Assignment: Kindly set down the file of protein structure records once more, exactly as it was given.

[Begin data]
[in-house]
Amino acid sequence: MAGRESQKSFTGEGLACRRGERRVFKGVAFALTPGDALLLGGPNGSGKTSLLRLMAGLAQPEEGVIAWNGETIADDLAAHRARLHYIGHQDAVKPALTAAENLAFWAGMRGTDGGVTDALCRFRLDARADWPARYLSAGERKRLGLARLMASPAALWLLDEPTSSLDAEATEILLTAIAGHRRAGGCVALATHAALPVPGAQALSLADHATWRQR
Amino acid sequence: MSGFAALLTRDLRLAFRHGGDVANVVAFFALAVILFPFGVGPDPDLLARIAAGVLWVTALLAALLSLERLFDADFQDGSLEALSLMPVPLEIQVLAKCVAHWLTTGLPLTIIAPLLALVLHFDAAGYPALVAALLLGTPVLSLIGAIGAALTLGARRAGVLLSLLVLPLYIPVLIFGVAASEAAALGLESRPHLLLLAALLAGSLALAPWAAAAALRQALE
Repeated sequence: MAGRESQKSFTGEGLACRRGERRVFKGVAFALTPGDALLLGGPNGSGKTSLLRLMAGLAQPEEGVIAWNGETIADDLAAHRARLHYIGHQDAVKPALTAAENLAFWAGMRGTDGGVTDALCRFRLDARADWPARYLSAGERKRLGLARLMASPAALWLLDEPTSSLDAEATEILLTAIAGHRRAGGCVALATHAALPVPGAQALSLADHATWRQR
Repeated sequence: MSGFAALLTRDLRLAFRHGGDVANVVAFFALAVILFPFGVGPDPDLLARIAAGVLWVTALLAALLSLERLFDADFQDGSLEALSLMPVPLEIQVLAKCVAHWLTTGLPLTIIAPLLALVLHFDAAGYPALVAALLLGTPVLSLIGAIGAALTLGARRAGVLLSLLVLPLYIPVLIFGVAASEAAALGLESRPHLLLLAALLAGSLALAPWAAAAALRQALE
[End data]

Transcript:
[in-house]
Amino acid sequence: MAGRESQKSFTGEGLACRRGERRVFKGVAFALTPGDALLLGGPNGSGKTSLLRLMAGLAQPEEGVIAWNGETIADDLAAHRARLHYIGHQDAVKPALTAAENLAFWAGMRGTDGGVTDALCRFRLDARADWPARYLSAGERKRLGLARLMASPAALWLLDEPTSSLDAEATEILLTAIAGHRRAGGCVALATHAALPVPGAQALSLADHATWRQR
Amino acid sequence: MSGFAALLTRDLRLAFRHGGDVANVVAFFALAVILFPFGVGPDPDLLARIAAGVLWVTALLAALLSLERLFDADFQDGSLEALSLMPVPLEIQVLAKCVAHWLTTGLPLTIIAPLLALVLHFDAAGYPALVAALLLGTPVLSLIGAIGAALTLGARRAGVLLSLLVLPLYIPVLIFGVAASEAAALGLESRPHLLLLAALLAGSLALAPWAAAAALRQALE
Repeated sequence: MAGRESQKSFTGEGLACRRGERRVFKGVAFALTPGDALLLGGPNGSGKTSLLRLMAGLAQPEEGVIAWNGETIADDLAAHRARLHYIGHQDAVKPALTAAENLAFWAGMRGTDGGVTDALCRFRLDARADWPARYLSAGERKRLGLARLMASPAALWLLDEPTSSLDAEATEILLTAIAGHRRAGGCVALATHAALPVPGAQALSLADHATWRQR
Repeated sequence: MSGFAALLTRDLRLAFRHGGDVANVVAFFALAVILFPFGVGPDPDLLARIAAGVLWVTALLAALLSLERLFDADFQDGSLEALSLMPVPLEIQVLAKCVAHWLTTGLPLTIIAPLLALVLHFDAAGYPALVAALLLGTPVLSLIGAIGAALTLGARRAGVLLSLLVLPLYIPVLIFGVAASEAAALGLESRPHLLLLAALLAGSLALAPWAAAAALRQALE